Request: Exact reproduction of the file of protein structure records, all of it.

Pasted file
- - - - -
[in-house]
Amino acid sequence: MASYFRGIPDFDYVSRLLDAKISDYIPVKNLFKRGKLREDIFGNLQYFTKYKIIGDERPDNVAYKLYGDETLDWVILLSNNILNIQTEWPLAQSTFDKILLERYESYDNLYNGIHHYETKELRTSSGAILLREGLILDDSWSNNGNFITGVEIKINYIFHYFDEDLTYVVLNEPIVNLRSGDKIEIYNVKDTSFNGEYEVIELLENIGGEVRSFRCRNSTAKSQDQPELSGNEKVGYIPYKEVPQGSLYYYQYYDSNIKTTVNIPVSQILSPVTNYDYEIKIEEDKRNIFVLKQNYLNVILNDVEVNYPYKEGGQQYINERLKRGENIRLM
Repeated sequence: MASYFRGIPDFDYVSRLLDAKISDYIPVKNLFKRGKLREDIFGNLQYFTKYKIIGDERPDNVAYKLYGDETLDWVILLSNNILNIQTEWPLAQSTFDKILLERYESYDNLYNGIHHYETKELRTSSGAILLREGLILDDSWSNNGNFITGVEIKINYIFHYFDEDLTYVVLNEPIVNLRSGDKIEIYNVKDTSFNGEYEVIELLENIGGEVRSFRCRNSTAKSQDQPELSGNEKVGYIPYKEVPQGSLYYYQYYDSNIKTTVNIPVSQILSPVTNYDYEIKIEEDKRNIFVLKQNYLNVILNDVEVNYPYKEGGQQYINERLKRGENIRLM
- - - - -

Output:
[in-house]
Amino acid sequence: MASYFRGIPDFDYVSRLLDAKISDYIPVKNLFKRGKLREDIFGNLQYFTKYKIIGDERPDNVAYKLYGDETLDWVILLSNNILNIQTEWPLAQSTFDKILLERYESYDNLYNGIHHYETKELRTSSGAILLREGLILDDSWSNNGNFITGVEIKINYIFHYFDEDLTYVVLNEPIVNLRSGDKIEIYNVKDTSFNGEYEVIELLENIGGEVRSFRCRNSTAKSQDQPELSGNEKVGYIPYKEVPQGSLYYYQYYDSNIKTTVNIPVSQILSPVTNYDYEIKIEEDKRNIFVLKQNYLNVILNDVEVNYPYKEGGQQYINERLKRGENIRLM
Repeated sequence: MASYFRGIPDFDYVSRLLDAKISDYIPVKNLFKRGKLREDIFGNLQYFTKYKIIGDERPDNVAYKLYGDETLDWVILLSNNILNIQTEWPLAQSTFDKILLERYESYDNLYNGIHHYETKELRTSSGAILLREGLILDDSWSNNGNFITGVEIKINYIFHYFDEDLTYVVLNEPIVNLRSGDKIEIYNVKDTSFNGEYEVIELLENIGGEVRSFRCRNSTAKSQDQPELSGNEKVGYIPYKEVPQGSLYYYQYYDSNIKTTVNIPVSQILSPVTNYDYEIKIEEDKRNIFVLKQNYLNVILNDVEVNYPYKEGGQQYINERLKRGENIRLM